We condemn today’s rearrest of Maria Ressa of news site Rappler on yet another set of charges which many deem as politically motivated cases by the Duterte administration. We view the charges and acts against Rappler and its reporters as forms of reprisal on Rappler’s reportage on the government’s sham drug war. This form of judicial harassment as well as the use of draconian laws criminalizing libel in broadcast, print and online media are direct violations on press freedom.

The Duterte government's persistent attacks against those who remain critical to his government is a glaring indication of its vindictiveness and non-tolerance of the people's exercise of their civil and political rights. This judicial harassment is also in stark contrast to the leeway and shameless favors granted to government-allied plunderers and alleged drug lords, to the point that these parasites are almost guaranteed freedom amid the outstanding cases against them.

Such attacks, including the killings of journalists, are not just against particular groups or individuals, but these are systematic acts of suppression of the people’s right to information and freedom of expression. Attempts to muzzle the dissemination of information on issues of public interest, including human rights cases, deny the general public of our right to know and access these information. Harassment of journalists through online attacks and filing of politically motivated charges seeking to intimidate them or hamper their work conveys a chilling effect on the public’s exercise of freedom of expression.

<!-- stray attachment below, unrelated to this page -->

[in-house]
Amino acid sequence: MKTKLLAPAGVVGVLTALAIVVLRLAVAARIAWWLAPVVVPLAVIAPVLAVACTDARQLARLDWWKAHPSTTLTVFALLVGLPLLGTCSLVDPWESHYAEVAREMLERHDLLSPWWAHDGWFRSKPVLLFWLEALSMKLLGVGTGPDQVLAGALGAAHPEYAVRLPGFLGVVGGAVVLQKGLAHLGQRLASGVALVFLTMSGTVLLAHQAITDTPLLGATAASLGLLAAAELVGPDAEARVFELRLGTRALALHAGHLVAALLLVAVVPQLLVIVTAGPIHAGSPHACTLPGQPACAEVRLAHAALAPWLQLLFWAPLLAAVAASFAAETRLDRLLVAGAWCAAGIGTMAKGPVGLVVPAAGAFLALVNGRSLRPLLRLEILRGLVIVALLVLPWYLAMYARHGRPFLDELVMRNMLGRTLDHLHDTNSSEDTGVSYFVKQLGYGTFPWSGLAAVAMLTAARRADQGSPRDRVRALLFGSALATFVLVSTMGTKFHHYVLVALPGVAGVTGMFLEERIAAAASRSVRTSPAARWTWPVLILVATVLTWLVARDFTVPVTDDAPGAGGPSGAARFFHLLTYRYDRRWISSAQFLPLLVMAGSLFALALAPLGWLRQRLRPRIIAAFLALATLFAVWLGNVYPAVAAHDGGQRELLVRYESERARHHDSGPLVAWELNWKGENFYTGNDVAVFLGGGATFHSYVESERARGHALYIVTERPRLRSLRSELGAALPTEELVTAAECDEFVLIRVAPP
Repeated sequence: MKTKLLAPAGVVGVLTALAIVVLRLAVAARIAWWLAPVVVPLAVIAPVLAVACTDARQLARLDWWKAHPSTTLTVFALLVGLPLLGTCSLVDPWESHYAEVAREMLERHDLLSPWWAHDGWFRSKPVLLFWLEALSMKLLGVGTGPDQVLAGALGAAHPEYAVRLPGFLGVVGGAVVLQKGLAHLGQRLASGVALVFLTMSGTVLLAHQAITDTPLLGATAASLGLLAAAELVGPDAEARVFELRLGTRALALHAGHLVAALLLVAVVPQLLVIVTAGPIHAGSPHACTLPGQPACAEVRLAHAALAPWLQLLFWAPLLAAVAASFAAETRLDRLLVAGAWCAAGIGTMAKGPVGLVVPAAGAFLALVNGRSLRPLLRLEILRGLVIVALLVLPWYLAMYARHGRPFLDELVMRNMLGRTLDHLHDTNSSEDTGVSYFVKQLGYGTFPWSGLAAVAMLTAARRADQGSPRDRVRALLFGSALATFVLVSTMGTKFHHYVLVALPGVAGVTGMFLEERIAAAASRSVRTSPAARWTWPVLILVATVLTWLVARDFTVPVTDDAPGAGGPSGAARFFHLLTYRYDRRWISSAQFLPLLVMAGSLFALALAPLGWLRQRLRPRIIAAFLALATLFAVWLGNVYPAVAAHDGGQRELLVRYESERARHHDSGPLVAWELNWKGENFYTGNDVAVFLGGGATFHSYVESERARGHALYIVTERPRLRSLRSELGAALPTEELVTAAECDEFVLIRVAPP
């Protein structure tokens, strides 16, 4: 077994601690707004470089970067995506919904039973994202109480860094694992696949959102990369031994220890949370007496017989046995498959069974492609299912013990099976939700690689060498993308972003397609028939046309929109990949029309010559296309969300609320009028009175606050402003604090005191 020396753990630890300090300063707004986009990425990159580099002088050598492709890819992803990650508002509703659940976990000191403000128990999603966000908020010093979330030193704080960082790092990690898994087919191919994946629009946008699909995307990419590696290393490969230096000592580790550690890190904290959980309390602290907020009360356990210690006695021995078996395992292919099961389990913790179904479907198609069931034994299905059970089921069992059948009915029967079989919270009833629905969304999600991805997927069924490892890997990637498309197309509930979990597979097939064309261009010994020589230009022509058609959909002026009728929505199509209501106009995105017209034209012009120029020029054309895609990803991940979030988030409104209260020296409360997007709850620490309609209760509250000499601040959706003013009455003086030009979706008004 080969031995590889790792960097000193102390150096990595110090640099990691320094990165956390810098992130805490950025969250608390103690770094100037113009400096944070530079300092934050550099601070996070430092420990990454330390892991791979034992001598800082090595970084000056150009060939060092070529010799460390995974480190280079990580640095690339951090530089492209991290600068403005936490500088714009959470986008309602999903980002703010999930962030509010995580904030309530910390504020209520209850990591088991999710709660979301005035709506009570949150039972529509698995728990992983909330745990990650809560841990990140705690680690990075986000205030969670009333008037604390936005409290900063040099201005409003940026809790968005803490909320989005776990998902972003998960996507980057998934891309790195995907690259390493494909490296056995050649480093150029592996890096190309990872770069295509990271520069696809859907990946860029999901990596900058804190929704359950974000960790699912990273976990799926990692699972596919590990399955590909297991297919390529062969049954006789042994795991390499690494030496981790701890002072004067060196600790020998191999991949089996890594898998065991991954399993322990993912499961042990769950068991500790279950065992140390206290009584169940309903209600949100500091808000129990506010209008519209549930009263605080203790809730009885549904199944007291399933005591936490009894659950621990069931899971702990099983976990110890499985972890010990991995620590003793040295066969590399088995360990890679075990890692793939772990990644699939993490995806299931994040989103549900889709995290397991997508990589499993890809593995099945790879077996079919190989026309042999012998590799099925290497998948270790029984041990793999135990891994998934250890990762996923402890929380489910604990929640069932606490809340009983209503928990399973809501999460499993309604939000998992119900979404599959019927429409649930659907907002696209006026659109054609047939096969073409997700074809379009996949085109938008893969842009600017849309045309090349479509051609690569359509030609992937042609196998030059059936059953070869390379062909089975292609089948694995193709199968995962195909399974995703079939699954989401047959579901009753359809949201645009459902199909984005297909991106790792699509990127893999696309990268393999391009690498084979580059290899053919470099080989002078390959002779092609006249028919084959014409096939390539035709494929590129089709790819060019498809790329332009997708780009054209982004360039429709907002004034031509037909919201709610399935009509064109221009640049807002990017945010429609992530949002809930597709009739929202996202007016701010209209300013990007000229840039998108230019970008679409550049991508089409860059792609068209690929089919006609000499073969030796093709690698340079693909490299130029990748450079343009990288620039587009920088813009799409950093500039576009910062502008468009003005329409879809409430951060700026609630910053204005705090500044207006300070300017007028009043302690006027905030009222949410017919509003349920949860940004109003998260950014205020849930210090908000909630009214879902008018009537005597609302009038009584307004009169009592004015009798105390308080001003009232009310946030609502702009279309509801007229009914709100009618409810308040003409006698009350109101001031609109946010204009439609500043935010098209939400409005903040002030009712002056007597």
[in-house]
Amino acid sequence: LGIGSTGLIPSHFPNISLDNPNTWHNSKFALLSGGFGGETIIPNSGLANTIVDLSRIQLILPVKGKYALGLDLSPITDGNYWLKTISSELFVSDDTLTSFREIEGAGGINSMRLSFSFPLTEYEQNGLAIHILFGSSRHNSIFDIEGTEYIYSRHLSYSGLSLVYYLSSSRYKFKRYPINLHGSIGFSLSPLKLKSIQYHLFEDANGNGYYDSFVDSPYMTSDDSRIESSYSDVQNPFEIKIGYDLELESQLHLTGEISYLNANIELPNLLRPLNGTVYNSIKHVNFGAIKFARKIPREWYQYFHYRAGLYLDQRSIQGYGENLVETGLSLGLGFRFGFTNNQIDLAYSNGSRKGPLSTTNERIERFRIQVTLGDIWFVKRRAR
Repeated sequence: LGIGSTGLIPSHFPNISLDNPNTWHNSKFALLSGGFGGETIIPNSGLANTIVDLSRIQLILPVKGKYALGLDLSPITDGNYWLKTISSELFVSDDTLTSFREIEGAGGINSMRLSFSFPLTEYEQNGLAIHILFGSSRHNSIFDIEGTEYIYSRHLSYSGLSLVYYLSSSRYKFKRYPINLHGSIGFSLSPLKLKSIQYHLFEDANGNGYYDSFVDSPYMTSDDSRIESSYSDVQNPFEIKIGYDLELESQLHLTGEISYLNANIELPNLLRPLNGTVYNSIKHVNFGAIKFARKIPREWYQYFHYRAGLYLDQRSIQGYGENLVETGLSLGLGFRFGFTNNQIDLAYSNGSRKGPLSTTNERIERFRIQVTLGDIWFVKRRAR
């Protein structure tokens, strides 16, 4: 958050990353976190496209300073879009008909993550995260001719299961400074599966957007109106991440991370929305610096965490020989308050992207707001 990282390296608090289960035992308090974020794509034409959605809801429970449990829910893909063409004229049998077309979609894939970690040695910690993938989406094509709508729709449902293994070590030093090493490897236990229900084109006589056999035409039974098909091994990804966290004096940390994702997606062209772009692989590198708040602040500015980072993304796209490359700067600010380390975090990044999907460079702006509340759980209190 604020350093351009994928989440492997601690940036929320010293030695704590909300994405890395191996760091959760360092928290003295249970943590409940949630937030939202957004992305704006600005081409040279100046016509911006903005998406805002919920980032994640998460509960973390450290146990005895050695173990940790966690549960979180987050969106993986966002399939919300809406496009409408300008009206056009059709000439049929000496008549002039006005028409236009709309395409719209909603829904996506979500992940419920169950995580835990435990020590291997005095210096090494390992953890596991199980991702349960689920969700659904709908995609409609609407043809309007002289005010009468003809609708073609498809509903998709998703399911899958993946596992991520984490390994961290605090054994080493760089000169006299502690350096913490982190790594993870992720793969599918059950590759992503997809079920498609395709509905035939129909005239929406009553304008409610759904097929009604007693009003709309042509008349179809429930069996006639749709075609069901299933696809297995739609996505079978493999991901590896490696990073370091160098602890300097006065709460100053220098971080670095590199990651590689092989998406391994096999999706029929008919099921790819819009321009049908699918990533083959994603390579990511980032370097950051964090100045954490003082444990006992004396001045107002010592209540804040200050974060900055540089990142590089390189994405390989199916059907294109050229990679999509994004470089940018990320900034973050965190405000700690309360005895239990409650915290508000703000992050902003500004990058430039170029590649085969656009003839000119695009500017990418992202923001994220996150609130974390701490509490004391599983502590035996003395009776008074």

We call on all free press and human rights advocates to push back against any and all forms of infringement on basic rights and fundamental freedoms under the current administration.

March 29, 2019 - 9:51am

National Union of Journalists of the Philippines statement

Rappler has clearly become the whipping boy of the Duterte administration as it seeks to silence or intimidate the independent and critical press.

Apparently not content with the barrage of lawsuits already filed against the news outfit, its CEO Maria Ressa, and other officers and staff, one of the original cases, the still contested revocation of license by the Securities and Exchange Commission, has actually given birth to new charges of allegedly violating the anti-dummy law. This brings the number of cases filed against Rappler to 11.

With all these, it is hard to shake the suspicion that the filing of this latest case was timed to make sure Maria would be welcomed home by an arresting team as soon as she stepped off her flight from abroad.

But this intolerant and vindictive government's ham-fisted efforts to humiliate Rappler and its officers and personnel have succeeded only in humiliating itself in the eyes of the world and everyone who values freedom and democracy.

Let us all stand by Rappler and the community of independent Filipino journalists in resisting this administration's attempts to muzzle us and, in doing so, silence our people's voices and deprive them of the information they need to decide on their personal and collective futures.